Export of cattle from Vrulja Bay

Vrulja bay, located north from of the city and port, for a long time was called Viladibora (Valle di bora) after the Bura, one of the three dominant winds of this area that blows from the northeast. It is less known, even among the citizens of Zadar, that the oldest name of this bay was the Bay of St. Jacob. The bay got its name from the church of St. Jacob which was located on the cape on the west side of the bay. The church was built in the late 12th century and was consecrated to St. Jacob, the patron saint of travelers, which testifies to the fact that this place was often used as a starting point for a long voyage. Numerous plans of the city from the 16th century marked a large pier next to the church of St. Jacob which was certainly very important for the port traffic of Zadar. In the 17th and 18th century, this area became known as a loading point for cattle transportation from Bosna and Lika to Venice.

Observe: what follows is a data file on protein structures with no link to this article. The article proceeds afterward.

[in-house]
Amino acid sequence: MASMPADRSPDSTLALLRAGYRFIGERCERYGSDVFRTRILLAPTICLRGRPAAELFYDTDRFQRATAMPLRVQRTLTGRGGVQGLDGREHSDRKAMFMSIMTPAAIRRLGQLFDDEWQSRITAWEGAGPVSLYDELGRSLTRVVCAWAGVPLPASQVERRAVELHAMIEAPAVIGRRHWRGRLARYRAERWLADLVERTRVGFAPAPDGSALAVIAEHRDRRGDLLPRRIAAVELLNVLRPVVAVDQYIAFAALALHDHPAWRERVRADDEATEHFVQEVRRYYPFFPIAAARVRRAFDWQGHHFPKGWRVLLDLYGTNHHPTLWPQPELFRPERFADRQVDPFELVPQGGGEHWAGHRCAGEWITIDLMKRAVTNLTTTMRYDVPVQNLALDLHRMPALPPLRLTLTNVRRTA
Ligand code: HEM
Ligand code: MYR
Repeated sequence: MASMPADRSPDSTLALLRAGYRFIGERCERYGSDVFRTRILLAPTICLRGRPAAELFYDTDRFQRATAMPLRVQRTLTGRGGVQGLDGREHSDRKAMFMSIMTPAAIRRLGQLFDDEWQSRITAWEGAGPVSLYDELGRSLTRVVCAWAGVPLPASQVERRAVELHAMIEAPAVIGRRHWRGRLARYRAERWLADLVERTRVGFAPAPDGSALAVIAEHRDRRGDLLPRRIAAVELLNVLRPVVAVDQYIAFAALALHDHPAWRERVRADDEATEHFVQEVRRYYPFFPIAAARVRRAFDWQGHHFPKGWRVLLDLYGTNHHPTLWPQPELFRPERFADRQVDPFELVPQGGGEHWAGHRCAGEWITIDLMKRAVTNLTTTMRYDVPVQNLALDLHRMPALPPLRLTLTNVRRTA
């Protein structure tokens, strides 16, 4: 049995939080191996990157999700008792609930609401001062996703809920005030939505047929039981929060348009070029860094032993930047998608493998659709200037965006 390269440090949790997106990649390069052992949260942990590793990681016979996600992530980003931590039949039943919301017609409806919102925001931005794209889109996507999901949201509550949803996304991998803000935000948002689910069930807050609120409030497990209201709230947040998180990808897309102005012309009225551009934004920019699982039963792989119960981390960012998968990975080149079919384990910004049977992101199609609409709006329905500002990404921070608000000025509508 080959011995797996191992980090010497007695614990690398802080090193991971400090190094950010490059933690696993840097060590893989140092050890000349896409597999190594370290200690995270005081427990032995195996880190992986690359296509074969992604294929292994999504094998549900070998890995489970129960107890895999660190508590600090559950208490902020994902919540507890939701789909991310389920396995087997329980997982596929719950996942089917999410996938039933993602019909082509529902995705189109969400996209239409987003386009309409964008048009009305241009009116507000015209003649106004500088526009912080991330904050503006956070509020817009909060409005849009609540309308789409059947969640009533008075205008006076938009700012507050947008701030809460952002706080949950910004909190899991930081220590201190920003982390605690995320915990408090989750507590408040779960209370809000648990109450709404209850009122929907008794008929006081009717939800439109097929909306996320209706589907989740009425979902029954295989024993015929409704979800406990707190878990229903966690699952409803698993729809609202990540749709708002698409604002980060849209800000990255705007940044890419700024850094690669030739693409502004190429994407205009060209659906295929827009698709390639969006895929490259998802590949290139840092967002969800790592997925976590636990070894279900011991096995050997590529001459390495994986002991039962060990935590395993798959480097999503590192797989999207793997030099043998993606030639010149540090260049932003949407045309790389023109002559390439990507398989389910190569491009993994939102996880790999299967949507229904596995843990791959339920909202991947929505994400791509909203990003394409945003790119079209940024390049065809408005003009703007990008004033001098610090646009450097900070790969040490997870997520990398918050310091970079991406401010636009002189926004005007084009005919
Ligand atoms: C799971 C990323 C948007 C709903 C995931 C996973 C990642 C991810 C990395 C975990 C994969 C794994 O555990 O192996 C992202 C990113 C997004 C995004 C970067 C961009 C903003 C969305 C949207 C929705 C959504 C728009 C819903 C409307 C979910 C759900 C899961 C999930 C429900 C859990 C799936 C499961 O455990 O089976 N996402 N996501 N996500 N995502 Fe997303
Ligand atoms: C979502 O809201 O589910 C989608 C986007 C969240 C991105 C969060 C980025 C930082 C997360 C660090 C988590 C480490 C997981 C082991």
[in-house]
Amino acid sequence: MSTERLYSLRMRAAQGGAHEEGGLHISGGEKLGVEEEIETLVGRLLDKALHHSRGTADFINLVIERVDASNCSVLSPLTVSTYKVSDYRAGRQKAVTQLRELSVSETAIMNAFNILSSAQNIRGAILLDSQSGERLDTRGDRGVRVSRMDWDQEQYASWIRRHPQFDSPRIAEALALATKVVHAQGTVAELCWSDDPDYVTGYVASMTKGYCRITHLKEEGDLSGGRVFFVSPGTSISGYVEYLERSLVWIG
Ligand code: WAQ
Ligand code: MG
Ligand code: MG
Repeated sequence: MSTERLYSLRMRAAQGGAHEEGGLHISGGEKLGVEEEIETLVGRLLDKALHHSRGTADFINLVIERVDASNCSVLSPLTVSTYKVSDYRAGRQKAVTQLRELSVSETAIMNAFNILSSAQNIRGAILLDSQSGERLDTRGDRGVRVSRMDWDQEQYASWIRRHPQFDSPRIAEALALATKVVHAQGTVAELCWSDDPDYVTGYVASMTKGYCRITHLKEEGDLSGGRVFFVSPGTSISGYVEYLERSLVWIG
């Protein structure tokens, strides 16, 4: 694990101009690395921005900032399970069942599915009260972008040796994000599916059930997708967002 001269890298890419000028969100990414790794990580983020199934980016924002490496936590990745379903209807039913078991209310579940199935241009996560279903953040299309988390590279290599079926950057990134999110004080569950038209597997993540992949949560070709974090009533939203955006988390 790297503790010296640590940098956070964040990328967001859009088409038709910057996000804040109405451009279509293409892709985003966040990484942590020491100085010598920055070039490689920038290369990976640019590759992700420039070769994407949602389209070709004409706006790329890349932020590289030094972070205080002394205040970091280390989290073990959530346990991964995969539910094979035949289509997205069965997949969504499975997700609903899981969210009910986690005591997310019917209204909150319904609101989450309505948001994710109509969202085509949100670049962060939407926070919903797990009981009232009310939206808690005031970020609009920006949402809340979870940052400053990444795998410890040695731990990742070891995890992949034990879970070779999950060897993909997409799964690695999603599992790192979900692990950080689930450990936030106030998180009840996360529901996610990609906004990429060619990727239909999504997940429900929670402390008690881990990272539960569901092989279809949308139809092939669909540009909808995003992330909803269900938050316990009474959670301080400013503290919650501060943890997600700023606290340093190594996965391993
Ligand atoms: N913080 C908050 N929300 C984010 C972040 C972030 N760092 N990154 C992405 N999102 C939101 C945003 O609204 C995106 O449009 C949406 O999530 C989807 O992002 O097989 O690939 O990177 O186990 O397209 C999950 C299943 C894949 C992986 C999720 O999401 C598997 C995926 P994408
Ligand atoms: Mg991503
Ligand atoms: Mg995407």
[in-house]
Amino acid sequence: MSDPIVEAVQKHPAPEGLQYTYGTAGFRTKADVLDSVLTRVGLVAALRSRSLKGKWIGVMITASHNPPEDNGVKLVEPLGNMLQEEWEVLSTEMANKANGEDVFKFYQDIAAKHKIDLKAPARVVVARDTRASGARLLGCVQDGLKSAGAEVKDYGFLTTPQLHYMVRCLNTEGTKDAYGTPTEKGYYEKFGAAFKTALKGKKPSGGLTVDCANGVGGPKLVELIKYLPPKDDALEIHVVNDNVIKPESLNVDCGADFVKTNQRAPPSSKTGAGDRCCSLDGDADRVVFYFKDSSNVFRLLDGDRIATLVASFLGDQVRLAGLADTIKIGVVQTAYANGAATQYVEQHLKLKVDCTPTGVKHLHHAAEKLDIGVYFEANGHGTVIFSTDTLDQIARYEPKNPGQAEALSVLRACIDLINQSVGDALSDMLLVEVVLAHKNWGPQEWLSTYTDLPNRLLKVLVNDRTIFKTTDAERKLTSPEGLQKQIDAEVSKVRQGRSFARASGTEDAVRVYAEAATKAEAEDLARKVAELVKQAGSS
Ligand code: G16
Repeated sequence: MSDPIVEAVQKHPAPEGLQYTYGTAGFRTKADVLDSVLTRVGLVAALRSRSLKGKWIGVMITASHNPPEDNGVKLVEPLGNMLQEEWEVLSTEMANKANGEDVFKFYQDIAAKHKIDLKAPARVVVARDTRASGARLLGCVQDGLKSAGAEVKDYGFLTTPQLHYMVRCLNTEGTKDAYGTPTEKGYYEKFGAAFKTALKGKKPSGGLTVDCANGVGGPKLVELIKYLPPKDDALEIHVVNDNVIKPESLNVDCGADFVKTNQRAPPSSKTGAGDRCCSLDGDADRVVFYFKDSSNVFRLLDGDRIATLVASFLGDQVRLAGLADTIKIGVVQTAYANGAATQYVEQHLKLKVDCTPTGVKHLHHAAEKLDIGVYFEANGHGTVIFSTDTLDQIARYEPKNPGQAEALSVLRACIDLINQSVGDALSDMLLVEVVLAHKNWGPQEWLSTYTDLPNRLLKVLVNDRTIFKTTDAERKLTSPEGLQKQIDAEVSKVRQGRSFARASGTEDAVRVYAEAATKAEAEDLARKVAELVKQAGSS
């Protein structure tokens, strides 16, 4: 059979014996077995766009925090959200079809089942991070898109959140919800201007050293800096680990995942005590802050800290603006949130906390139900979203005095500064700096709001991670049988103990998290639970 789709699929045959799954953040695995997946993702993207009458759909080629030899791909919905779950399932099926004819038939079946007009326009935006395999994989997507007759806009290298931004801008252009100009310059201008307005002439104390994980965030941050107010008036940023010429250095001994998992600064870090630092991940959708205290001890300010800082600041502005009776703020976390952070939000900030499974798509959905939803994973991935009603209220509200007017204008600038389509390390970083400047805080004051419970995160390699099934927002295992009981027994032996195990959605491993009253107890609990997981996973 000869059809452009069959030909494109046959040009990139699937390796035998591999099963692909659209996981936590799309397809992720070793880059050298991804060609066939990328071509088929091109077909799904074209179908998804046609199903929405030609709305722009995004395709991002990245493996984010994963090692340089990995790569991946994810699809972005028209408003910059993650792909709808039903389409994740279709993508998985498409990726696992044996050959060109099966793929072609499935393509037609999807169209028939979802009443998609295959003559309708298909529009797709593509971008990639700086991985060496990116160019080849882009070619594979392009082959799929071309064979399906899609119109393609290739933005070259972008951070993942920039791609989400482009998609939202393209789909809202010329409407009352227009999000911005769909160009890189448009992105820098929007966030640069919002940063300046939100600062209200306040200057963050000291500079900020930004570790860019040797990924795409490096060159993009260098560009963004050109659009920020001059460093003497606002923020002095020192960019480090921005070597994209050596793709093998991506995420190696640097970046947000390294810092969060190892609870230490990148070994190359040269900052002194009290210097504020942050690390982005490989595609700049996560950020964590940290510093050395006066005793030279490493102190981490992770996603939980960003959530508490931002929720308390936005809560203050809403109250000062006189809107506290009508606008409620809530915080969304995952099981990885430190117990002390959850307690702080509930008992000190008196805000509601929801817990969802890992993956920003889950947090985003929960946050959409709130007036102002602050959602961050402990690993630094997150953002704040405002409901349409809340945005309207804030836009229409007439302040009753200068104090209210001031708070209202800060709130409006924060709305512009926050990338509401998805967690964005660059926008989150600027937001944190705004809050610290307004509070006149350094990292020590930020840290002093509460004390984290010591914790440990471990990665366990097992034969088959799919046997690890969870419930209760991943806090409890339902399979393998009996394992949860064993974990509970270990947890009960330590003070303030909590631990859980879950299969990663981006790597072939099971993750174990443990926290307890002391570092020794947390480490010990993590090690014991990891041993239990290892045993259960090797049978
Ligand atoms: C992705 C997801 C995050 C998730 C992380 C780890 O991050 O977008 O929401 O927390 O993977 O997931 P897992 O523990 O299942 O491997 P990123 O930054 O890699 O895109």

By the end of the 16th and the beginning of the 17th century, a large part of the Zadar hinterland was under the Ottoman Empire. The inhabitants of Bosnia and Lika exported their agricultural goods and livestock products, such as meat, leather, tallow and cattle to the west. From Dalmatian towns and from the west, they imported primarily sea salt, which they used to feed people and livestock, for tanning leather and for preserving and drying meat, as well as salted fish and various handicraft products. The position of Zadar was ideal for such a form of trade, so trade developed significantly in that period. Zadar became the main cattle export port of Ottoman Empire and Hungary. In the forst half of the 17th century more than 30,000 cattle and horses a year were loaded on ships and exported to Venice from the port of Zadar.

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